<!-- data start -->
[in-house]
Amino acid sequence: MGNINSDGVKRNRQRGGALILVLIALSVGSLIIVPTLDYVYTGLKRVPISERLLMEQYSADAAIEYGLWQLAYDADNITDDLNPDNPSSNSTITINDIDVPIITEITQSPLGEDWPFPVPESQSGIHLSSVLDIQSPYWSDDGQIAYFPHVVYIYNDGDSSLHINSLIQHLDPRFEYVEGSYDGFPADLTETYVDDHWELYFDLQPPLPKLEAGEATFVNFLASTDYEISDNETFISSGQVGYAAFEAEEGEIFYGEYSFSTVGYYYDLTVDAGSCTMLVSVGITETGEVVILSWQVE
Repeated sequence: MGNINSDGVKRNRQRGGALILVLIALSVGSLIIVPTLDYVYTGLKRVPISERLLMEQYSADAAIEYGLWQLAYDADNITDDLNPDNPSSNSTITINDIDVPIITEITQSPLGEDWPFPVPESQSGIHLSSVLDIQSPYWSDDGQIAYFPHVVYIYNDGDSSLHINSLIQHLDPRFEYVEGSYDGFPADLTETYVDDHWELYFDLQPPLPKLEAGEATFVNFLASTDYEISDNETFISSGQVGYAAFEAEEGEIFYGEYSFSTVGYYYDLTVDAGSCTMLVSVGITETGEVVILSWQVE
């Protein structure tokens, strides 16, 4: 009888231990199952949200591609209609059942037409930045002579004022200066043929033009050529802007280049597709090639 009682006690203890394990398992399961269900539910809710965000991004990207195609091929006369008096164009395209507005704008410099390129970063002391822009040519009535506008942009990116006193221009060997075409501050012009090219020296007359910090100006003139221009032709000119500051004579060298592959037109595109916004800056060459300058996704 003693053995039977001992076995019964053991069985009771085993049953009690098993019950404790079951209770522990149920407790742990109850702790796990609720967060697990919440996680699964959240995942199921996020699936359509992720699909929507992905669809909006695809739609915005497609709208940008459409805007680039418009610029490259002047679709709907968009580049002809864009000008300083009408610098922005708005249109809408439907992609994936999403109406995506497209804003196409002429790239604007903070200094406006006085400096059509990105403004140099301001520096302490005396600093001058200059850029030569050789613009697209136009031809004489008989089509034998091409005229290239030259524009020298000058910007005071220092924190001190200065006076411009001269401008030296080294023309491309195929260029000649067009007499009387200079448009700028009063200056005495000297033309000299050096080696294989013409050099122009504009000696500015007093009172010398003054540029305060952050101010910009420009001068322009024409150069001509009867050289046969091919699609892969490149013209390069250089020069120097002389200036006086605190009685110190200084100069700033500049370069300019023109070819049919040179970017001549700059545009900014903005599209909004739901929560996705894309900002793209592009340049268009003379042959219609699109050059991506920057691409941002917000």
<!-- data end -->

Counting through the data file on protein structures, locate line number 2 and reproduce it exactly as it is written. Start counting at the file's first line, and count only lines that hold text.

Amino acid sequence: MGNINSDGVKRNRQRGGALILVLIALSVGSLIIVPTLDYVYTGLKRVPISERLLMEQYSADAAIEYGLWQLAYDADNITDDLNPDNPSSNSTITINDIDVPIITEITQSPLGEDWPFPVPESQSGIHLSSVLDIQSPYWSDDGQIAYFPHVVYIYNDGDSSLHINSLIQHLDPRFEYVEGSYDGFPADLTETYVDDHWELYFDLQPPLPKLEAGEATFVNFLASTDYEISDNETFISSGQVGYAAFEAEEGEIFYGEYSFSTVGYYYDLTVDAGSCTMLVSVGITETGEVVILSWQVE